Last Tuesday (23rd) a few of our members headed over to the Birmingham and Midland Institute to attend an event entitled ‘Ethical Banking; Debt, Tax & The Environment’. The event was organised in collaboration between Birmingham Friends of The Earth, the Jubilee Debt Campaign and the Methodist Tax Justice Network.

There were a few technical difficulties to overcome and, with some the noises coming from the microphone, the audience could have been forgiven for thinking we were about to watch an episode of Doctor Who. Thankfully these were resolved and the audience of over 70 was treated to really interesting talk by the guest speaker Charles Middleton, Managing Director of Triodos Bank.

Charles began by talking about Triodos, its history, purpose and guiding values. The Bank was established in 1980 by a group of Dutch bankers and its name derives from its tri-purpose; people, planet and profit. The bank operates in the Netherlands, Belgium, Germany, Spain and the UK. It deals in savings and investments, focusing its activity on sustainable and ethical business.

What Triodos does or does not invest in is influenced by its team of researchers and excludes any business which is seen as having non-sustainable goods or services (weapons, tobacco, pornography, fur, environmentally hazardous substances and gambling) or non sustainable working practices (animal testing and inhumane farming methods, corruption and support for dictatorial regimes, breaches of fundamental labour rights).

Charles suggested that transparency was one of the most powerful features of the bank; he insisted that all information about services offered by the bank were made as clear as possible and all the companies that it invests in are also listed on their website.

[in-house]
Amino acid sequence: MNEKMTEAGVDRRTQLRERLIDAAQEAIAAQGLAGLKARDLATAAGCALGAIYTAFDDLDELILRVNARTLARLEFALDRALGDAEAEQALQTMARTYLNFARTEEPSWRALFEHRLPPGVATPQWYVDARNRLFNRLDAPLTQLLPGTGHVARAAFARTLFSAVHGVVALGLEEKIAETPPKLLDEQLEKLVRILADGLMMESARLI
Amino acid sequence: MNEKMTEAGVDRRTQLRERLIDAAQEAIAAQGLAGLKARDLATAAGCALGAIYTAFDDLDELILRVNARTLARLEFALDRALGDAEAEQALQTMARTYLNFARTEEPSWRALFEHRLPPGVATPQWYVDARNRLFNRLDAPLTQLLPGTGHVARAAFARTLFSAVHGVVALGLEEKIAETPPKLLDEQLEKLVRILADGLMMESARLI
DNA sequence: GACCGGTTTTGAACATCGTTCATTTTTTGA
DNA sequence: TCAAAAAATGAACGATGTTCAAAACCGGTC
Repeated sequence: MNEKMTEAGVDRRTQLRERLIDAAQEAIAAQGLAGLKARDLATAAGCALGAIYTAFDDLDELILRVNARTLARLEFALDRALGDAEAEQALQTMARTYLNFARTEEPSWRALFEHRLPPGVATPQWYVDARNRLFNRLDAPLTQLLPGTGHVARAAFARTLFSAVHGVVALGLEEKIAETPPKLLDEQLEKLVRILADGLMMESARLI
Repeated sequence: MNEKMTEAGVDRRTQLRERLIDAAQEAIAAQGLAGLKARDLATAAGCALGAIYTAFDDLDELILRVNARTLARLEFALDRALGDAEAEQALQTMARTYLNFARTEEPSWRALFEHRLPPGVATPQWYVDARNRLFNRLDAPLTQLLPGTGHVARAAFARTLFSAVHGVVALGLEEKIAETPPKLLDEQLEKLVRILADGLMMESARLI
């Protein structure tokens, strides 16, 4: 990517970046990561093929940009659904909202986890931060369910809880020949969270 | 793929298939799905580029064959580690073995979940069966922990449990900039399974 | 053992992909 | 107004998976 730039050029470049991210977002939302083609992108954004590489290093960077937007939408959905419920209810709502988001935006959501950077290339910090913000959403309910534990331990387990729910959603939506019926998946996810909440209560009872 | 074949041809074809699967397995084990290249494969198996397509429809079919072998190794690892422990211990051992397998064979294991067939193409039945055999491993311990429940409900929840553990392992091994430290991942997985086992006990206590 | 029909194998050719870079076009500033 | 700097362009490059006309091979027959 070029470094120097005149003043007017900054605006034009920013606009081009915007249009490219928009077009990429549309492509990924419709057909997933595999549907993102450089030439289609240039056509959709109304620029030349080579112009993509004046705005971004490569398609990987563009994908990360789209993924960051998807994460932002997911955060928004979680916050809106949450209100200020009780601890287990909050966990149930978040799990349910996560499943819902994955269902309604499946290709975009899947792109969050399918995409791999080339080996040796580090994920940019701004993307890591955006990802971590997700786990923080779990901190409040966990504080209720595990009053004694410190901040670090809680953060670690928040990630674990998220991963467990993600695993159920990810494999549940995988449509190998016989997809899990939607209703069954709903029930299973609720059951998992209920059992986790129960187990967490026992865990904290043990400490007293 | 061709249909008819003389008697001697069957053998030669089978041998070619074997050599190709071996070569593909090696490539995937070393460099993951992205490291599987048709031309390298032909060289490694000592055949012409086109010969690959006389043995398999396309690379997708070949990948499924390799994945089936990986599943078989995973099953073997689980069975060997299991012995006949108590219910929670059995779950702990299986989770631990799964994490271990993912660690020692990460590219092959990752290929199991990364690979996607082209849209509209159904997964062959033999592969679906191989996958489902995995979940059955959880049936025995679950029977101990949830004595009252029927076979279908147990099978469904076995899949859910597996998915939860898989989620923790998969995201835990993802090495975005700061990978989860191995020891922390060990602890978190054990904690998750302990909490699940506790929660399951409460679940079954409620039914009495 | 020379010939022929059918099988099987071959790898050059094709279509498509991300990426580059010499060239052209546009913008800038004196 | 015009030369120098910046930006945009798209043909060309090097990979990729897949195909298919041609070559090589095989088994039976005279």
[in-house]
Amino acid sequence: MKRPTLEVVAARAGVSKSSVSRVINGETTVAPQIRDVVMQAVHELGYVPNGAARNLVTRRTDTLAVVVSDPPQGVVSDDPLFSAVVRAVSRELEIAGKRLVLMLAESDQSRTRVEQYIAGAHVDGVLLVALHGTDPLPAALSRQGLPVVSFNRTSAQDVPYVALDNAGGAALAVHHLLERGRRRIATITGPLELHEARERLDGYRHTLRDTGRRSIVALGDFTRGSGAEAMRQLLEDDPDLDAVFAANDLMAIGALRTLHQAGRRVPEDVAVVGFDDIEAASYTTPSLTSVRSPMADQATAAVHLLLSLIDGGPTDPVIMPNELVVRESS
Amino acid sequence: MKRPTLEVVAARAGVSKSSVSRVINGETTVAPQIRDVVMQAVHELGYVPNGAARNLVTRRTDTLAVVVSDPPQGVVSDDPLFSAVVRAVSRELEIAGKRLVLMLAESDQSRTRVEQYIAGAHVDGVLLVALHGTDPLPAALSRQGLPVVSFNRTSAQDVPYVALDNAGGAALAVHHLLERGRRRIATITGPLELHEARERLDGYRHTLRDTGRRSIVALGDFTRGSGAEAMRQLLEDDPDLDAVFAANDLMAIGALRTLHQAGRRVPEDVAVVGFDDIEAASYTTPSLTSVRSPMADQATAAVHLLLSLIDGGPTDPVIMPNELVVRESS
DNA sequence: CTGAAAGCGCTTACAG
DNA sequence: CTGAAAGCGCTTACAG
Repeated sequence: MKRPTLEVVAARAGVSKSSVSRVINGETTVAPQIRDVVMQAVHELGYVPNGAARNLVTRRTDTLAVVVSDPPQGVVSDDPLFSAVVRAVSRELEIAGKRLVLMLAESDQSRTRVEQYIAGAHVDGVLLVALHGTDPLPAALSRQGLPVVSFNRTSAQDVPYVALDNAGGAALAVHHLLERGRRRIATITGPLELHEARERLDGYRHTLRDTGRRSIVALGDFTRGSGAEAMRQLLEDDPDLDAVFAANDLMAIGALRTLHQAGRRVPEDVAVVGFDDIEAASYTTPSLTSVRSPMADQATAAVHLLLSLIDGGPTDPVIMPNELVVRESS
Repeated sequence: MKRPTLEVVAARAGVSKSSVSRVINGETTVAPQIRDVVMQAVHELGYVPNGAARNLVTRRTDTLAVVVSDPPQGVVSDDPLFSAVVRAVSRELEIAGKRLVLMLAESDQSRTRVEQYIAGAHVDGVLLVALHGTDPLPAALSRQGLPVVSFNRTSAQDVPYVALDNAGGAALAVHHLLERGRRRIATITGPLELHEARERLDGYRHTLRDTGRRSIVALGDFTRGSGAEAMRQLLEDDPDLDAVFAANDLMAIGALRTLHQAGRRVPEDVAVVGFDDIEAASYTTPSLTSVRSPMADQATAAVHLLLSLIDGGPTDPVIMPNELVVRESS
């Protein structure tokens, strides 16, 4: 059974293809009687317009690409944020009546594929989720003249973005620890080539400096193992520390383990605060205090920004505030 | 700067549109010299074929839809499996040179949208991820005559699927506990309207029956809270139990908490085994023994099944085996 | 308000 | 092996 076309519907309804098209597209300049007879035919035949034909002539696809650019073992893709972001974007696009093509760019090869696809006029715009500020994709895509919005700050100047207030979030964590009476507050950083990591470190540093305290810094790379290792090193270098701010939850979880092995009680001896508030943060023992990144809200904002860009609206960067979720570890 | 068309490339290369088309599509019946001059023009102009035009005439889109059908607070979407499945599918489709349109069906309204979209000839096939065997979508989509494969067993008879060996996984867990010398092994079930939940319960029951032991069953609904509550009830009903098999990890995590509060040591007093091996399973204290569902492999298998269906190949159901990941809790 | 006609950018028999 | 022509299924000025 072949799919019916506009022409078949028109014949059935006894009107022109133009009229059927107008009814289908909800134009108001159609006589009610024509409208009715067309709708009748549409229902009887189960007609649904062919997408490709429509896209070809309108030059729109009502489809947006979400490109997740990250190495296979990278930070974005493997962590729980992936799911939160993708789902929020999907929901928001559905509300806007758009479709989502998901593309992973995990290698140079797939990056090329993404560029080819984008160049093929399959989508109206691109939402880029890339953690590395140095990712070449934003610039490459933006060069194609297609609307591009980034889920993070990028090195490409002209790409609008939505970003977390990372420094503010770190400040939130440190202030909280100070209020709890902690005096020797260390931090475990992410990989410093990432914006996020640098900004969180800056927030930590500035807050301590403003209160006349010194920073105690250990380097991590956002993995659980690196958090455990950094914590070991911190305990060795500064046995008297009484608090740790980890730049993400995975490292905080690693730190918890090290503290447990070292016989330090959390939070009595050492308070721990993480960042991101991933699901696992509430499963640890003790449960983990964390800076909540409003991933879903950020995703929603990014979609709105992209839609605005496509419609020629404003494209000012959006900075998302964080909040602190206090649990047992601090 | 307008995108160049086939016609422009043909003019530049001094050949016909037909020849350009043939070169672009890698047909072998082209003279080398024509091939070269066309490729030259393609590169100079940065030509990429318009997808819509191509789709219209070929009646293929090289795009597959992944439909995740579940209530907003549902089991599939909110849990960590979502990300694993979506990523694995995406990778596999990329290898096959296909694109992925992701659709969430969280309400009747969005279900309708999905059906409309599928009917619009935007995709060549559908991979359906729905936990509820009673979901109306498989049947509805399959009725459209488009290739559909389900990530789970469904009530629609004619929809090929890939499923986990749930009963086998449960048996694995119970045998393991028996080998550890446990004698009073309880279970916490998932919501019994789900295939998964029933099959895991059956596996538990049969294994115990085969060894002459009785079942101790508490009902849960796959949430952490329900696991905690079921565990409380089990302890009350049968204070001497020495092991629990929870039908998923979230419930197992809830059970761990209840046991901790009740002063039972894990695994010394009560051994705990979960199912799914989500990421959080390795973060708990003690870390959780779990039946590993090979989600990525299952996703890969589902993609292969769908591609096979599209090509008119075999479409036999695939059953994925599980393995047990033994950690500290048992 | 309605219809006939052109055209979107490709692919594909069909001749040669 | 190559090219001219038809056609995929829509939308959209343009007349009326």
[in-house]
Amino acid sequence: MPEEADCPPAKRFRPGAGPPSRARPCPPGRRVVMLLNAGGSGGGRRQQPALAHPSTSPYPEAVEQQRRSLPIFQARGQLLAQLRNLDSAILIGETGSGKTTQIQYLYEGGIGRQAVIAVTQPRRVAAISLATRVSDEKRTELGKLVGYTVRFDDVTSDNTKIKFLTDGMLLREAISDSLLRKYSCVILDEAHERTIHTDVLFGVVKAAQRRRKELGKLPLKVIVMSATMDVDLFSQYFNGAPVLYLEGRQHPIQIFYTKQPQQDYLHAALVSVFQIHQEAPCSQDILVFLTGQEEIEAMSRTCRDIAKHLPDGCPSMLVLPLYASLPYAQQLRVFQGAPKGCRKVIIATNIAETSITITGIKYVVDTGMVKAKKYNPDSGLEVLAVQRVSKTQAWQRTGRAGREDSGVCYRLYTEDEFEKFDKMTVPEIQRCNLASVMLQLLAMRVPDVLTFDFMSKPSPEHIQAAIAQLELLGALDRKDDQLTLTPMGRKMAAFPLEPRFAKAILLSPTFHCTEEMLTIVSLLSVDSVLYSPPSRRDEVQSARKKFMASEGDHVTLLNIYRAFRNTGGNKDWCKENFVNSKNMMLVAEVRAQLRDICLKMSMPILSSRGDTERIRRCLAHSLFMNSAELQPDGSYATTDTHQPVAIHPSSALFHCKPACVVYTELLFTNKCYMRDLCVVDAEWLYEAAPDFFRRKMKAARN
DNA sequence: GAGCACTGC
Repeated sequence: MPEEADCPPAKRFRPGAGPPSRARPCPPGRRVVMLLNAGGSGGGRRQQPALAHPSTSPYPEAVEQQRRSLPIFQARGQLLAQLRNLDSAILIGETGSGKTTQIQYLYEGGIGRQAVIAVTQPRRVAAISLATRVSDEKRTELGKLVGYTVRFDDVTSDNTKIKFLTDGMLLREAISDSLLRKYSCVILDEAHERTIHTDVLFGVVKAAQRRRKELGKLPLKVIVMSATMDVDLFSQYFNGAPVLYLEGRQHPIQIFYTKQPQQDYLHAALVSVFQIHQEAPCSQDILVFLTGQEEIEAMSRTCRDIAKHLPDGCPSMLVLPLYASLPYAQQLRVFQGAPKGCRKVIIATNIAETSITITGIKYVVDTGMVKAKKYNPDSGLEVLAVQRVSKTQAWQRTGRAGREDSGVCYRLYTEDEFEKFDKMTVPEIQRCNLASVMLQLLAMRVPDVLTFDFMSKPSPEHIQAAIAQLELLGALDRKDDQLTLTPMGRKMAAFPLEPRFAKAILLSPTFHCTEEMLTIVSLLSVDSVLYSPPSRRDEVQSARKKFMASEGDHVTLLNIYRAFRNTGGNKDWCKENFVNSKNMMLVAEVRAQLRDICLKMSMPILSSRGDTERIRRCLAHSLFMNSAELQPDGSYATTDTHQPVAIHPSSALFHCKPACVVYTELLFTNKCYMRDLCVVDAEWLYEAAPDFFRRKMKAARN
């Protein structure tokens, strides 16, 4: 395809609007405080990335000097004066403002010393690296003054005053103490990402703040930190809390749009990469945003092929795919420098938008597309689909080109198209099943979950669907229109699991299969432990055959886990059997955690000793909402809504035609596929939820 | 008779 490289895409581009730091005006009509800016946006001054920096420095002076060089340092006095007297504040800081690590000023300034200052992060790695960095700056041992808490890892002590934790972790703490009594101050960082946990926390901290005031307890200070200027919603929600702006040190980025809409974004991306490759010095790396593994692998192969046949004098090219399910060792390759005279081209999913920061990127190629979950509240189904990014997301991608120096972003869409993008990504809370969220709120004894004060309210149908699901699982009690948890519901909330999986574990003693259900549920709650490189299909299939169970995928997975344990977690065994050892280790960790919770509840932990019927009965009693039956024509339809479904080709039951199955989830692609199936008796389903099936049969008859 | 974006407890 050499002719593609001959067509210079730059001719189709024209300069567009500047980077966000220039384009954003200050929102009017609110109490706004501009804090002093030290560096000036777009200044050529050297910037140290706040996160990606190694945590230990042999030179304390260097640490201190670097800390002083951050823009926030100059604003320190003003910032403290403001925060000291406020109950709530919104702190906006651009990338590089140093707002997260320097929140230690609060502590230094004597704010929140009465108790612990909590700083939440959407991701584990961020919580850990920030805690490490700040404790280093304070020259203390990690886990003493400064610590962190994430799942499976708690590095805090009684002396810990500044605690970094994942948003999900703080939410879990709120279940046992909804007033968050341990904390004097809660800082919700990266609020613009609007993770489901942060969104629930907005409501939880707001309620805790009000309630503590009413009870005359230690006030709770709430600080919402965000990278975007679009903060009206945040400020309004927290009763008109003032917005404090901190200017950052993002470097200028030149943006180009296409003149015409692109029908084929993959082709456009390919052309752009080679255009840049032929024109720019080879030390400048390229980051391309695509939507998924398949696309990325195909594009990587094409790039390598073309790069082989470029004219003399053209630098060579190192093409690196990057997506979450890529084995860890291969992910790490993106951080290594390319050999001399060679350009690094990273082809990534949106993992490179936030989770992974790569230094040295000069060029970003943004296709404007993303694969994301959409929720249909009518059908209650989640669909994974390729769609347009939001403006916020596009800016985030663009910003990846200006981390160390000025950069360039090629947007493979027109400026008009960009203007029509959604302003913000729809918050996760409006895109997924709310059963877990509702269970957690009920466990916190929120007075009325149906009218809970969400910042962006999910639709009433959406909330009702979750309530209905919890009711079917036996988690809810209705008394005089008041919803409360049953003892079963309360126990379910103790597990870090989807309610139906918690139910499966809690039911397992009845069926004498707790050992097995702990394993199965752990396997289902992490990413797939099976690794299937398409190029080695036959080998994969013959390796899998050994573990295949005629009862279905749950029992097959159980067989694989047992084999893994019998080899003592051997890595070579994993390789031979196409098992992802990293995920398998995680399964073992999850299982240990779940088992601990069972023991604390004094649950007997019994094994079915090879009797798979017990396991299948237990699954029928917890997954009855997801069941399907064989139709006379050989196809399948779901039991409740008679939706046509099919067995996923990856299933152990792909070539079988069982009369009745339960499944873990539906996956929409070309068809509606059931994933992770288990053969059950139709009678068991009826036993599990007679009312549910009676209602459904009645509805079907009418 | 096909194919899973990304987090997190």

He moved on to discussing some of the projects he was proud to be involved in through Triodos as well as giving a brief account of his own biography and formative influences, including having recently studied psychotherapy and having served in the armed forces in Northern Ireland. He finished with some critical remarks about banking in the lead up to the financial crisis, and the role of the  sector played in that crisis by using complex financial engineering to obscure risks, not being transparent with it’s customers and pursuing short term profits at the expense of long term financial, environmental and social sustainability.

After a short break we were invited to submit questions; there were lots of questions asked but I have summarised a few which I think provoked the most interesting response. Questions began with one from each of the campaign groups. We asked for Charles’ view on the best way of encouraging action on the climate, was it through divestment campaigns or greater regulation?

He began by saying he didn’t think it was an either/or. He distinguished between regulation which encourages and that which prevents and talked about onshore wind subsidies having been an example of effective regulation. But concluded by saying that divestment was an effective strategy and he felt the bigger change would come from the financial impact on companies who failed to respond, rather than through regulation.